At the time of his death Goltra was insolvent, and claims in excess of $300,000 have been filed and allowed against his estate. The Mississippi Valley Iron Company has been adjudged a bankrupt, and it is alleged that the bonds issued by it and owned by plaintiff "have little or no value." The petition does not state when the Iron Company became insolvent or when the bonds ceased to have any substantial value. It is obvious from the foregoing facts, however, that both these events had occurred, or were imminent, at the time the contract of May 6, 1932, was executed. All the bonds were delinquent and unpaid at that time.

Upon the basis of the net recovery of $281,415, the petition alleges that the executors were obligated under the terms of the contract to apply $105,707 to the purchase of bonds, and that plaintiff had tendered and offered to deliver to the executors 212 of the bonds involved of the aggregate face value of $106,000 upon payment to it of $105,707, and that the tender had been refused.

The petition further alleges that under the written agreement of May 6, 1932, plaintiff has an equitable lien on the net proceeds of the judgment collected by the executors to the extent of $105,707; that said sum is a trust fund in the hands of the executors for the purchase price of the bonds; and that plaintiff has no adequate remedy at law.

It is also alleged that there was a moral and equitable obligation on the part of Goltra, in addition to the $5,000 advanced for expenses, to protect the plaintiff against loss on its transactions with the Iron Company.

The relief asked is a decree (1) declaring an equitable lien and (2) granting specific performance of the contract of May 6, 1932. There is no demand for a general judgment to be satisfied out of any property belonging to the estate of Goltra.

The relief demanded is dependent upon the construction and legal effect of a contract entered into in Pennsylvania. The suit was brought in equity in a federal court in Missouri. Jurisdiction is predicated upon diversity of citizenship. Under these circumstances, is the interpretation of the contract governed by the laws of Pennsylvania, by the laws of Missouri, or by the "federal common law"? It has not been definitely settled by the Supreme Court whether the doctrine of Erie R. Co. v. Tompkins, 304 U.S. 64, 58 S.Ct. 817, 82 L.Ed. 1188, 114 A.L.R. 1487, applies in such a case. See Note 3 to Mr. Justice Jackson's concurring opinion in D'Oench, Duhme & Co., Inc., v. Federal Deposit Insurance Corporation, 315 U.S. 447, 467, 62 S.Ct. 676, 86 L.Ed. 956. We need not determine this question here. The parties have presented the case on the theory that the legal effect of the contract is controlled by federal law and have cited no cases from either Pennsylvania or Missouri. We assume, therefore, that the laws of both states are the same as the federal law.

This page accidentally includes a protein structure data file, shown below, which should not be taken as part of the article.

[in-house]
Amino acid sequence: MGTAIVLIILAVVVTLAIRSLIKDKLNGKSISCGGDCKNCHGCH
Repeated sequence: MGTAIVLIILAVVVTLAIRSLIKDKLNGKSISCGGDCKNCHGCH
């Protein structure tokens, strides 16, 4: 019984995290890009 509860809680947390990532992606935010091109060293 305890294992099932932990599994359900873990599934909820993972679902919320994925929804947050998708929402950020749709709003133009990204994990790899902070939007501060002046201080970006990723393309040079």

First to be considered is whether the contract of May 6, 1932, viewed in the light of attending circumstances, created an equitable lien in favor of plaintiff upon a part of the proceeds of the judgment recovered by Goltra against the United States.

Since the question here arose on a motion to dismiss plaintiff's petition, there is no dispute about facts to be considered. It is not alleged that prior to the execution of the contract of May 6, 1932, Goltra was indebted to plaintiff, or that he was under any legal obligation to purchase the bonds. The Iron Company, not Goltra, issued the bonds owned by the plaintiff. The only obligation of Goltra to the plaintiff arose out of the contract of May 6, 1932, and depended upon the consideration of $5,000 therein expressed. If Goltra felt, as plaintiff argues, that he was under some intangible moral obligation to plaintiff to save it from loss on the bonds, that fact is immaterial to the existence or non-existence of an equitable lien. The $5,000 was sufficient legally to support a valid promise, and the assumed moral consideration would add nothing. Moreover a moral consideration will not support an equitable lien, 33 Am.Jur., Liens, § 18; 37 C.J., Liens, § 24; Stansell v. Roach, 147 Tenn. 183, 246 S.W. 520, 526, 29 A.L.R. 143.

The contract relied upon is a contract to purchase bonds in the future. The promise of Goltra to purchase was a contingent one; it was contingent (1) upon the adoption of an enabling act by Congress, (2) upon obtaining a judgment in litigation pursuant to such legislation, and (3) upon the payment by the United States of the judgment when and if rendered in such litigation. These contingencies were all conditions precedent, and the agreement to purchase did not become effective until they had all occurred approximately 11 years after the contract was executed. No claim is made that any right or interest in or lien upon the proceeds of the judgment in fact resulted from the contract of May 6, 1932, while the proceeds of that judgment remained in the possession of the government. No notice of the existence of the contract or any claim...